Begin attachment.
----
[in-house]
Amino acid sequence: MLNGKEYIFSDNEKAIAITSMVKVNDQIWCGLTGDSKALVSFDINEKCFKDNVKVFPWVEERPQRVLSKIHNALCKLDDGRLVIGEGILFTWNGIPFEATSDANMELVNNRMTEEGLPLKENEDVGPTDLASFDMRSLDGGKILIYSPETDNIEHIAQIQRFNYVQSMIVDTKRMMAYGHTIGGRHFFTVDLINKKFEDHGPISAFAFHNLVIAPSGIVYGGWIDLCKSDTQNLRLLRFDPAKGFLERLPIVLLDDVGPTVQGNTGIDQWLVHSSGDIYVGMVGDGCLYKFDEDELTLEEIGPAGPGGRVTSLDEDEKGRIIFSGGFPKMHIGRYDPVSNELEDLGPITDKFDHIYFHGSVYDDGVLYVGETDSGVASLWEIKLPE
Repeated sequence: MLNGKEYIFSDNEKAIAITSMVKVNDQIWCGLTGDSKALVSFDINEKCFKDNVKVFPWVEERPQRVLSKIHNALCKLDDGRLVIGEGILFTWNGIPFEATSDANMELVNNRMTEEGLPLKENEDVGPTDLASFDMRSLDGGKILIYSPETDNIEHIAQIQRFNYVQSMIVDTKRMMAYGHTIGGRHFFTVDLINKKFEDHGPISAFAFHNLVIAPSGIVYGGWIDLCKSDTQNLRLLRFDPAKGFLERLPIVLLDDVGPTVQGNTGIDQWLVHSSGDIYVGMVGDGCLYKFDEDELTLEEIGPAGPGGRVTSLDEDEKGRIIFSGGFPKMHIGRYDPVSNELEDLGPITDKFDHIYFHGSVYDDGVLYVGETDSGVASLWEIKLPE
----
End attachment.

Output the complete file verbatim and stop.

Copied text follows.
[in-house]
Amino acid sequence: MLNGKEYIFSDNEKAIAITSMVKVNDQIWCGLTGDSKALVSFDINEKCFKDNVKVFPWVEERPQRVLSKIHNALCKLDDGRLVIGEGILFTWNGIPFEATSDANMELVNNRMTEEGLPLKENEDVGPTDLASFDMRSLDGGKILIYSPETDNIEHIAQIQRFNYVQSMIVDTKRMMAYGHTIGGRHFFTVDLINKKFEDHGPISAFAFHNLVIAPSGIVYGGWIDLCKSDTQNLRLLRFDPAKGFLERLPIVLLDDVGPTVQGNTGIDQWLVHSSGDIYVGMVGDGCLYKFDEDELTLEEIGPAGPGGRVTSLDEDEKGRIIFSGGFPKMHIGRYDPVSNELEDLGPITDKFDHIYFHGSVYDDGVLYVGETDSGVASLWEIKLPE
Repeated sequence: MLNGKEYIFSDNEKAIAITSMVKVNDQIWCGLTGDSKALVSFDINEKCFKDNVKVFPWVEERPQRVLSKIHNALCKLDDGRLVIGEGILFTWNGIPFEATSDANMELVNNRMTEEGLPLKENEDVGPTDLASFDMRSLDGGKILIYSPETDNIEHIAQIQRFNYVQSMIVDTKRMMAYGHTIGGRHFFTVDLINKKFEDHGPISAFAFHNLVIAPSGIVYGGWIDLCKSDTQNLRLLRFDPAKGFLERLPIVLLDDVGPTVQGNTGIDQWLVHSSGDIYVGMVGDGCLYKFDEDELTLEEIGPAGPGGRVTSLDEDEKGRIIFSGGFPKMHIGRYDPVSNELEDLGPITDKFDHIYFHGSVYDDGVLYVGETDSGVASLWEIKLPE